Artificial Intelligence Robots to Help Children With Speech Language Challenges
By TheNevadaGlobeStaff, January 23, 2023 12:38 pm
RENO, Nev. (775 Times, NV Globe) – A new National Science Foundation-funded center will utilize a combination of artificial intelligence and robotics technology to assist youngsters with speech and language issues.
The College of Engineering and School of Medicine at the University of Nevada, Reno will participate in the $20 million, five-year initiative coordinated by the University at Buffalo.
Associate Professor of Computer Science and Engineering David Feil-Seifer is a co-principal investigator on the project, as is School of Medicine Associate Professor and clinical educator in speech-language pathology Abbie Olszewski, who is a senior personnel member on the project designed to address a nationwide shortage of speech-language pathologists and provide services to children ages 3 to 10 who are at increased risk of falling behind in their academic achievment.
The AI Institute for Exceptional Education, which was announced on January 9, would establish a national institute to research artificial intelligence systems that identify and support young children with speech and/or language processing issues.
The institute includes nine academic institutions, including the University of Nevada, Reno, and the University of Buffalo, as well as Stanford University, the University of Washington, Cornell University, the University of Texas at El Paso, Penn State University, and the University of Oregon.
The award is expected to provide around $1.25 million to the University, which will be shared roughly 60-40 between the College of Engineering and the School of Medicine.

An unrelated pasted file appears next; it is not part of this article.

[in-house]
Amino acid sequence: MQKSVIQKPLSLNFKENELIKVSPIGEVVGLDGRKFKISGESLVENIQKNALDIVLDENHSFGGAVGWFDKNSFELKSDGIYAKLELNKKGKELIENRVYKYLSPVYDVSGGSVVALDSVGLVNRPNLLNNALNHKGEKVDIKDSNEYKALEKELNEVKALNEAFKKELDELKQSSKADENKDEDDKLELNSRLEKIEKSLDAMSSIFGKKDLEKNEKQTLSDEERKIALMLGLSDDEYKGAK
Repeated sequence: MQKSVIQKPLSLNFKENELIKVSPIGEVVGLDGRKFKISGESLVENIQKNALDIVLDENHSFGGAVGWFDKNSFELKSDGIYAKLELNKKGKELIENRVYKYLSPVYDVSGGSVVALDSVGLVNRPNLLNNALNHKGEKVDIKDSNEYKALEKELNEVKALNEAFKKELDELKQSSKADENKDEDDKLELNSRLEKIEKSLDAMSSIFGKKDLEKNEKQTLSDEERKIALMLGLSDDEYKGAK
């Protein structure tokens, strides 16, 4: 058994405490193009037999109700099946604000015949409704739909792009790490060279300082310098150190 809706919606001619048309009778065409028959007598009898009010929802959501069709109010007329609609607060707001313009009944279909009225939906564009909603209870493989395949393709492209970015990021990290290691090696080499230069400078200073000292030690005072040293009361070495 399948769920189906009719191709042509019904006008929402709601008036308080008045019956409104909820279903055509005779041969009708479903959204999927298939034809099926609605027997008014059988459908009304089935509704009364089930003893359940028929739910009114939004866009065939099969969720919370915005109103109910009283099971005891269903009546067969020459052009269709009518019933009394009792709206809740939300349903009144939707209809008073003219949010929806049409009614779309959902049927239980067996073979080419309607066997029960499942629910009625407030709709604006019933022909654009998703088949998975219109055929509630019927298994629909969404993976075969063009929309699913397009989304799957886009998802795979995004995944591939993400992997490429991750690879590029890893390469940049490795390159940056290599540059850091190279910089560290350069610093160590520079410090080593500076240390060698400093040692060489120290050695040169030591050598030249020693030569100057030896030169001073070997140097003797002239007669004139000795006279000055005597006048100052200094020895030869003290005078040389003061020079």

“Information and communication technologies are a focus for the College of Engineering,” Dean Erick Jones said. “Designing the information and communications technologies that will drive the future are a priority, and we are excited to be working with top universities around the country on this project.”
The new AI Institute for Exceptional Education is the National Science Foundation’s 19th AI institute.
“AI institutes are very prestigious,” Computer Science & Engineering Chair Eelke Folmer said. “This AI institute specifically seems to try to develop an automated, AI-powered solution to help children with speech problems. Dave has built an impressive record of doing (AI) research with high societal impact, whether it is developing robots to help kids with autism or using robots in K-12 to get more kids interested in STEM education. Given Dave’s strong track record in this area, I am not surprised he was asked to participate in the $20 million award.”
The AI Institute for Exceptional Education will focus on supporting the millions of children nationally who require speech and language assistance under the Individuals with Disabilities Education Act. More than 3.4 million students are anticipated to get speech and language assistance under the Individuals with Disabilities Education Act, but there are only around 61,000 speech-language pathologists to provide them. These children risk falling behind in their scholastic and socioemotional development due to national speech-language pathologist shortages and delayed or unmet interventions during the COVID-19 epidemic.
The AI Institute for Exceptional Education will address this gap with two advanced AI solutions: the AI Screener, which will improve early detection of potential speech and/or language impairments and disorders, and the AI Orchestrator, which is an app that will assist speech-language pathologists in providing tailored evidence-based interventions to students.
Feil-Seifer, who works on robotics and robot-human interaction, will be involved in both solutions. He will be leading the “embodiment” portion of the project: basically, designing a robot that will interact with young children who have been identified for speech and language assistance.